MIT Prof To Study Energy Use In Manufacturing

Mechanical engineering professor Timothy G. Gutowski wants to compare the environmental performance of traditional methods to alternative processes.

MIT professor of mechanical engineering Timothy G. Gutowski is using a grant from the National Science Foundation to study energy use in manufacturing processes from machining and grinding to injection molding and microelectronics fabrication methods, according to a recent article in MIT’s “TechTalk.”

Gutowski wants to compare the environmental performance of traditional methods versus that of alternative processes and product designs and proposed new processes.

“Manufacturing processes can be thought of as products with a huge energy appetite,” said Gutowski. “Many people are not aware of the energy requirements for many manufacturing processes.”

And like SUV’s, those processes add to global warming.

Industry makes up 30 percent of the total U.S. energy use, and of that percentage, manufacturing accounts for 80 percent, the article noted.

The article also said that increased efficiency tends to decrease energy use per kilogram of product produced. According to Gutowski, efficiency and increased production go hand in hand, thus the increased production would offset gains in efficiency. “Hence, energy efficiency alone has not resulted in an absolute reduction in energy use,” he added.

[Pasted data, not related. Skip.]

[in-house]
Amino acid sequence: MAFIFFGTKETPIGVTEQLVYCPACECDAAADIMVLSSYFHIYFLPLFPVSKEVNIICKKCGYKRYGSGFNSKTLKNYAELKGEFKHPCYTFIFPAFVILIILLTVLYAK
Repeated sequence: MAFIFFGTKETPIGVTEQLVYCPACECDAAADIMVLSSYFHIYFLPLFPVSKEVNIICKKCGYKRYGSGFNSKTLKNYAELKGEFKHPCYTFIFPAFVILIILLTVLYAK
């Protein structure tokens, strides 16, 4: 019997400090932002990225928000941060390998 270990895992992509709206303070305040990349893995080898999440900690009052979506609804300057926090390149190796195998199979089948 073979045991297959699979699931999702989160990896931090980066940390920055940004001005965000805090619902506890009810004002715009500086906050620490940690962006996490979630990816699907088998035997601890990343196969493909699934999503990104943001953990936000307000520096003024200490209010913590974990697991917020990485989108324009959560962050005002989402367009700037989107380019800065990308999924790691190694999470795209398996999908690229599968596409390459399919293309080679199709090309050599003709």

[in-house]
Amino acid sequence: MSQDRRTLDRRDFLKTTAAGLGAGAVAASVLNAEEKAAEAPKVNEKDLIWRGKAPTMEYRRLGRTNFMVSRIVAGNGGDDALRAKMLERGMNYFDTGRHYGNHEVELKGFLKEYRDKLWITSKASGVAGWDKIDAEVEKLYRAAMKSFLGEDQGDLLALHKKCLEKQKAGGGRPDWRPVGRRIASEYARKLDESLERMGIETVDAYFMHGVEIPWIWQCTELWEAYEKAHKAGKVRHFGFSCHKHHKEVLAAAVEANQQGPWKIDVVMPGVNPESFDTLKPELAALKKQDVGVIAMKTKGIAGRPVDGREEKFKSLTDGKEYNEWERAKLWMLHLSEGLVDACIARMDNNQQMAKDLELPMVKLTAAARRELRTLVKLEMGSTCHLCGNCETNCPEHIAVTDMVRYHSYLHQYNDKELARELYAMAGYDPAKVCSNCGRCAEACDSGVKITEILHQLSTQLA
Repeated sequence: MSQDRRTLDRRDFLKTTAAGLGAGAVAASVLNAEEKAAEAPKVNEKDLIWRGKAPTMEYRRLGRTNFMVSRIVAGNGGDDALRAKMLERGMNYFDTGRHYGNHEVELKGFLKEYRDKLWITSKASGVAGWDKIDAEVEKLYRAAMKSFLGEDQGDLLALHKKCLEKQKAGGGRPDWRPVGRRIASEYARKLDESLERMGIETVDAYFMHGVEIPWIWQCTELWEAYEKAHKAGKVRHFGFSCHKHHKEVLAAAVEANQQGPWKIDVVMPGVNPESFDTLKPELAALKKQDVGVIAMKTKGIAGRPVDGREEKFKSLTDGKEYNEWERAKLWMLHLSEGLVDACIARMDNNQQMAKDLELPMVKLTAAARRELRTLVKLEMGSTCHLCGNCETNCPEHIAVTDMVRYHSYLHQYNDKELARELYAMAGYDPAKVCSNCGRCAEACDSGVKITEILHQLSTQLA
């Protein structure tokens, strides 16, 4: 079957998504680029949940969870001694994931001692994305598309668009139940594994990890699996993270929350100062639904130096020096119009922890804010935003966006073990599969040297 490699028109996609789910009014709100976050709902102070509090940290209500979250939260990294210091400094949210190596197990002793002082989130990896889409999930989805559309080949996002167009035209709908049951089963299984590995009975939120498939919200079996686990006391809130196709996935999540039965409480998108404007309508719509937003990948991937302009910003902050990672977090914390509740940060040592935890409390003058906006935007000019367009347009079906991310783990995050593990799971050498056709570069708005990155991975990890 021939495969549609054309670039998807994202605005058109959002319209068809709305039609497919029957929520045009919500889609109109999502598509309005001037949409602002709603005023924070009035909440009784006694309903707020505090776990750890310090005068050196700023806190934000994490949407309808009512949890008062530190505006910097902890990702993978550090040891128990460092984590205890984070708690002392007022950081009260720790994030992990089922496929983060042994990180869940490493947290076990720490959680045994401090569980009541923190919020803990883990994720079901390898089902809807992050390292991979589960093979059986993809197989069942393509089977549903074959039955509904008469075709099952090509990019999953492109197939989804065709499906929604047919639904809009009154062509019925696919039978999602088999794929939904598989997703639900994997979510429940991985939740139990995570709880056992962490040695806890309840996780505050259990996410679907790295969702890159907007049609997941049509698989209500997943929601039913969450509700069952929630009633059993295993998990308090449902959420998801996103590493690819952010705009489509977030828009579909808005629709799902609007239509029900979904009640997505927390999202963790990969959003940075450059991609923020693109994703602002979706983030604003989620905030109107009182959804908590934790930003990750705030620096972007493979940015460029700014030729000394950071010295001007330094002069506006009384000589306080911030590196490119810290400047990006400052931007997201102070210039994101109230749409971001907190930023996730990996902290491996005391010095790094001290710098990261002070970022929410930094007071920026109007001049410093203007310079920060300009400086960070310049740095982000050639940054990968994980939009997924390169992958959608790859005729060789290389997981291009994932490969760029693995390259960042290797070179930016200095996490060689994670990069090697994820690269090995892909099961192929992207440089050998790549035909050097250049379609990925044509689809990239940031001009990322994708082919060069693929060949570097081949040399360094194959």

Gutowski also said that “environmentally benign manufacturing” methods can vary from industry to industry. He points out that vehicles have an efficient recycling process, with only 15 percent of the vehicle winding up in a landfill.

By using lightweight composites instead of steel, cars would be lighter and more fuel efficient, but that solution would cause more problems for other areas. Those composite materials are not recyclable, have no recycling methods being developed for the near future, and increase manufacturing costs.

For microelectronics, computers are used for only two to three years and have a low recycling rate. Moreover, the process of manufacturing integrated circuits uses ultrapure materials and energy-intensive processes.

Gutowski hopes that problems like those can be surmounted via “the development of new technologies, the creation of new policies and the public’s willingness to foster change and absorb some of the costs.”
“People will pay more in the short run for environmentally friendly products,” he added. “There will be a cost to this, but I don’t think it will be something we can’t manage.”

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